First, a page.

Cylinderhead work - please advise

thethee

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I haven't been able to check the compression another time but I do have another (hypothetical) question for now. The original steel head gasket is 0.020" compressed thickness while the new composite gaskets are 0.039" compressed thickness and new steel gaskets appear hard to come by. Just ignoring the compression drop with the composites for now, would that be a straight swap? Or am I right in assuming you'd need new pushrods for that 0.019" increase? Alternatively, would milling the heads an additional 0.019" also work?
 

CBODY67

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Milling the heads also affects the alignment of the intake manifold on the heads. There is a formula of how much to machine off of the intake manifold flanges per how much was machined off of the cyl head. Once done, you have a matched set.

With hydraulic lifters, no need to worry about the thicker head gasket. The loss of compression is very minor, all things considered, especially on a normal street engine. It can also make it a bit easier to run modern lower Research Octane fuels, too. Although some used to claim that it made about 1/2 point of lost compression. Which also means you can add a few extra degrees of initial base spark timing, too.

Just some thoughts and observations,
CBODY67
 

max1196

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Shim gaskets are available. Mr Gasket part # 1135G .020 thickness
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thethee

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Milling the heads also affects the alignment of the intake manifold on the heads. There is a formula of how much to machine off of the intake manifold flanges per how much was machined off of the cyl head. Once done, you have a matched set.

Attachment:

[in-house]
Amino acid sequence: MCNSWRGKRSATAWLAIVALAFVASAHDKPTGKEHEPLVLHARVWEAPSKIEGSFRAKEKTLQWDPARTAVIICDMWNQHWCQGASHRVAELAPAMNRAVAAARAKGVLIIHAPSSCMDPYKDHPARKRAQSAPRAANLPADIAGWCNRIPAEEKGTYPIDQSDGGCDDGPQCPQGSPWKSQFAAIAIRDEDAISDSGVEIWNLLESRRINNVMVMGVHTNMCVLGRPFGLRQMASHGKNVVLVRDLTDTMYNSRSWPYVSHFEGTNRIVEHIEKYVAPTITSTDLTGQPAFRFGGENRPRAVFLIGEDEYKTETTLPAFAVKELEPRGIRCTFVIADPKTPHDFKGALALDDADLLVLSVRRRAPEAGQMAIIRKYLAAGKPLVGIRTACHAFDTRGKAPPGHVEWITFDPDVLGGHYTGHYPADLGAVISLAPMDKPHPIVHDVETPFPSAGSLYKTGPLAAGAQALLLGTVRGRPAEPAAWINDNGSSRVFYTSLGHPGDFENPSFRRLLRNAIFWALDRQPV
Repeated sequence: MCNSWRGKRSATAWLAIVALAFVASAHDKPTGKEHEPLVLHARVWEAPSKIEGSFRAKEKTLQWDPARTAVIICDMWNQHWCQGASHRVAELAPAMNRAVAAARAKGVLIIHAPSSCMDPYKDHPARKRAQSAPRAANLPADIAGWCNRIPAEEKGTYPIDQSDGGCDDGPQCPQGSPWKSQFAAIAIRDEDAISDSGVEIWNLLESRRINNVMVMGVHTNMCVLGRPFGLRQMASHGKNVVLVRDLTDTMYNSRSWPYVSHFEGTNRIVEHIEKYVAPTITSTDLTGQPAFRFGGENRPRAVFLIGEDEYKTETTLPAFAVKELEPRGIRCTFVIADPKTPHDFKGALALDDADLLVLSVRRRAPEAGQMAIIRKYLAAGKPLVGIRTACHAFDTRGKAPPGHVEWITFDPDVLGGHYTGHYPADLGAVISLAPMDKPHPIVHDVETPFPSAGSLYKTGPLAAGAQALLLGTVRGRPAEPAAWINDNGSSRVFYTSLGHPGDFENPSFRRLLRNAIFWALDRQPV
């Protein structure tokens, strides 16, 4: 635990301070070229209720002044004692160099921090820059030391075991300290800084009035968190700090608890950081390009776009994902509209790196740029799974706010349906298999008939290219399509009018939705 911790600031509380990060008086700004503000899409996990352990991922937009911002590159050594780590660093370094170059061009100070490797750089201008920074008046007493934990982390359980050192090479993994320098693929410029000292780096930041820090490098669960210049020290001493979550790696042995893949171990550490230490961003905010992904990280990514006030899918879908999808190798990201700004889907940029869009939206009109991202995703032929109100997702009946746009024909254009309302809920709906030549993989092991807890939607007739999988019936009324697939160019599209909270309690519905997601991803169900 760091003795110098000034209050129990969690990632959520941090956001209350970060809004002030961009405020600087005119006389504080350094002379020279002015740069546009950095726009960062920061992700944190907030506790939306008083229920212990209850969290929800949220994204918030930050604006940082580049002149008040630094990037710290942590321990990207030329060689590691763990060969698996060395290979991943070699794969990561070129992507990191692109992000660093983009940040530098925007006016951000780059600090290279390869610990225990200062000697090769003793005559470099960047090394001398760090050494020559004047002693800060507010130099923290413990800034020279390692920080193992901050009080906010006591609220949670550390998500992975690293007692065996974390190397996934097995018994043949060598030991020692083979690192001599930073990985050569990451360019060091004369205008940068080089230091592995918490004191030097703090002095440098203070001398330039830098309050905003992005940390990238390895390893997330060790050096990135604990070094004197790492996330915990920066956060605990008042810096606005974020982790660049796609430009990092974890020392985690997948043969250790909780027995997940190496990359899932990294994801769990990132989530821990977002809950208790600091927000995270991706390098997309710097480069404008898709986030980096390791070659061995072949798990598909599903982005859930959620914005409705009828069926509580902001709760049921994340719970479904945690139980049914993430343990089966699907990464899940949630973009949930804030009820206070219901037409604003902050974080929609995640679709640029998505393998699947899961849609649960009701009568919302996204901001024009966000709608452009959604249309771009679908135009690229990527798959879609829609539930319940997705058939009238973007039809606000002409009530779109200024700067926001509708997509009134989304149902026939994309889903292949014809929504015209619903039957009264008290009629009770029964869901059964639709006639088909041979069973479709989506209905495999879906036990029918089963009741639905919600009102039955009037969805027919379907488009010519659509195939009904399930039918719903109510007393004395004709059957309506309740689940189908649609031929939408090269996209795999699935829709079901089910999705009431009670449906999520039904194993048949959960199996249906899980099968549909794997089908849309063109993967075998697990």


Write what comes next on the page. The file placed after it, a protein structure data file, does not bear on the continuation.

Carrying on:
With hydraulic lifters, no need to worry about the thicker head gasket. The loss of compression is very minor, all things considered, especially on a normal street engine. It can also make it a bit easier to run modern lower Research Octane fuels, too. Although some used to claim that it made about 1/2 point of lost compression. Which also means you can add a few extra degrees of initial base spark timing, too.

Just some thoughts and observations,
CBODY67
Good point, I hadn't thought about that yet. So the thicker head gasket won't affect the stock lifters and pushrods so much, but will it throw off the intake alignment? Or would that also be okay?
 

SuperDave

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Good point, I hadn't thought about that yet. So the thicker head gasket won't affect the stock lifters and pushrods so much, but will it throw off the intake alignment? Or would that also be okay?
For a street motor, the misalignment shouldn't be noticeable. The bolts may need some "encouragement" to get started though. On a race track or the autobahn, you may not get top end like before because of the mismatch in the intake ports causing turbulence.

Cbody76 is correct about hydraulic lifters, they are forgiving of a few tenths of an inch. Now if your running solid lifters, yeah you would hear ticking and lash adjustment would be off.

But don't forget though, the new gaskets may crush some and once installed be a lot slimmer than original. And for safety sake, I like to retorque the heads anyway after the 1st day, even if it's only a short trip around the block. You need to get it up to full operating temps then cool down again, let the heads settle in, then retorque the bolts. That'll help with the crush factor, squeeze the gaskets another thousandth of an inch or so.

Fresh head bolts might not be a bad idea, if you're not the original owner, there's no telling if it's been apart before and if the head bolts were reused, they may have stretched.

Just my 2 cents.
 

Big_John

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Good point, I hadn't thought about that yet. So the thicker head gasket won't affect the stock lifters and pushrods so much, but will it throw off the intake alignment? Or would that also be okay?
The thickness of the gasket won't matter. You have to remember that these engines have manufacturing tolerances that can "stack up" and there's enough built into the process that allows for "stack up" (an actual industry term) so it all bolts together and runs.

If you look at a lot of things, valve stem and rocker wear, varying valve stem heights, crappy rocker arm stampings, cam base circle diameter variances, and on and on, you'll see that the lifters are capable of compensating for quite a bit of variances.